#3611c – 2002 34c Longleaf Pine Forest: Fox Squirrel and Woodpecker

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U.S. #3611c
34¢ Fox Squirrel
Longleaf Pine Forest
Nature of America Series
 
Issue Date: April 26, 2002
City: Tallahassee, FL
Quantity: 7,000,000
Printed by: American Packaging Corp. for Sennet Security Products
Printing Method:
Photogravure
Perforations:
Serpentine Die Cut 10.5 x 10.75 and 10.75 x 10.5
Quantity: 7,000,000
 
The longleaf pine forest is the largest conifer (cone-bearing) forest east of the Mississippi River. The rough-barked trees grow up to 100 feet tall, with dark green, shiny needles up to 18 inches and cones up to 10 inches long. A mature tree can live 500 years.
 
The longleaf pine forest is home to thousands of species of animals, reptiles, amphibians, and plants. Some are found nowhere else, and some, like the red-cockaded woodpecker, the flatwoods salamander, the gopher tortoise, and the Florida pine snake, are either endangered or threatened species.
 
Before Europeans arrived in America, the longleaf pine forest covered as many as 60 million acres, stretching from southeastern Virginia to eastern Texas. Today, fewer than 4 million acres remain. The Longleaf Pine Forest pane is the fourth in the Nature of America Series.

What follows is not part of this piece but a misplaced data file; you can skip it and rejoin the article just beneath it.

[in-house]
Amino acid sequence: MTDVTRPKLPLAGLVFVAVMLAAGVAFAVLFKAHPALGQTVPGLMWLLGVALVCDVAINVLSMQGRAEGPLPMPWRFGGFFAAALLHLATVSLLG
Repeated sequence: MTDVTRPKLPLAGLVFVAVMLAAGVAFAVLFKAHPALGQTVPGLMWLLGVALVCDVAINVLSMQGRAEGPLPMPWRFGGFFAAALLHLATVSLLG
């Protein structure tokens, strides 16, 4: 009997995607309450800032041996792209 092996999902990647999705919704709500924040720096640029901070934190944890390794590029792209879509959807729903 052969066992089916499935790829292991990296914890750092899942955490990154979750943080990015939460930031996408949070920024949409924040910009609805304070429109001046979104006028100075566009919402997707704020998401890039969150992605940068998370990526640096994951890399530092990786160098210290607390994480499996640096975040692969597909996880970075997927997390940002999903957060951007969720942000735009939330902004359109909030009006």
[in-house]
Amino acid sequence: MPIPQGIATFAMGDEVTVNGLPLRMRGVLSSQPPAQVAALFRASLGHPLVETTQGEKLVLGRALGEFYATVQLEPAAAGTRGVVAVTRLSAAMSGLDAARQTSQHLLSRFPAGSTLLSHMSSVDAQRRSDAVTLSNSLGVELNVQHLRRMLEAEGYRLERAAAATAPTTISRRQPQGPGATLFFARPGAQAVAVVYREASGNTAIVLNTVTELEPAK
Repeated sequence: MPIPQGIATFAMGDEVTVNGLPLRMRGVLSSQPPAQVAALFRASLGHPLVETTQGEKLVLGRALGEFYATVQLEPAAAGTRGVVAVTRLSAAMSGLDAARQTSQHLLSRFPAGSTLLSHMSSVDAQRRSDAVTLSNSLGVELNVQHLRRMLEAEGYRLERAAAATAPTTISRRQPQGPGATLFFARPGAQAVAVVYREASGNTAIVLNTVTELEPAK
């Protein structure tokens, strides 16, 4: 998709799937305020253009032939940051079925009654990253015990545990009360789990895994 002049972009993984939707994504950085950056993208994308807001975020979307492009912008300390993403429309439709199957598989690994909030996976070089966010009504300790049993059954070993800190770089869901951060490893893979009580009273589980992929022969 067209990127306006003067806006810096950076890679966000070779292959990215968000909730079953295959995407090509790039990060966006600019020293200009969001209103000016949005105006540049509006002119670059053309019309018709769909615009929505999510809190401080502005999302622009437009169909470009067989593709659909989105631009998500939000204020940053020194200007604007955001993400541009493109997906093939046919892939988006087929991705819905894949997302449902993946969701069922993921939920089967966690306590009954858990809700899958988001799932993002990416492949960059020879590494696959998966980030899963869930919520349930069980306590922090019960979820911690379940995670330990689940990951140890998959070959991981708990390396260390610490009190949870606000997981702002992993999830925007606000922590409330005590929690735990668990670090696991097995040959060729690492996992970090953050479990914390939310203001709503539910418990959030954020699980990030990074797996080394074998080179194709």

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U.S. #3611c
34¢ Fox Squirrel
Longleaf Pine Forest
Nature of America Series
 
Issue Date: April 26, 2002
City: Tallahassee, FL
Quantity: 7,000,000
Printed by: American Packaging Corp. for Sennet Security Products
Printing Method:
Photogravure
Perforations:
Serpentine Die Cut 10.5 x 10.75 and 10.75 x 10.5
Quantity: 7,000,000
 
The longleaf pine forest is the largest conifer (cone-bearing) forest east of the Mississippi River. The rough-barked trees grow up to 100 feet tall, with dark green, shiny needles up to 18 inches and cones up to 10 inches long. A mature tree can live 500 years.
 
The longleaf pine forest is home to thousands of species of animals, reptiles, amphibians, and plants. Some are found nowhere else, and some, like the red-cockaded woodpecker, the flatwoods salamander, the gopher tortoise, and the Florida pine snake, are either endangered or threatened species.
 
Before Europeans arrived in America, the longleaf pine forest covered as many as 60 million acres, stretching from southeastern Virginia to eastern Texas. Today, fewer than 4 million acres remain. The Longleaf Pine Forest pane is the fourth in the Nature of America Series.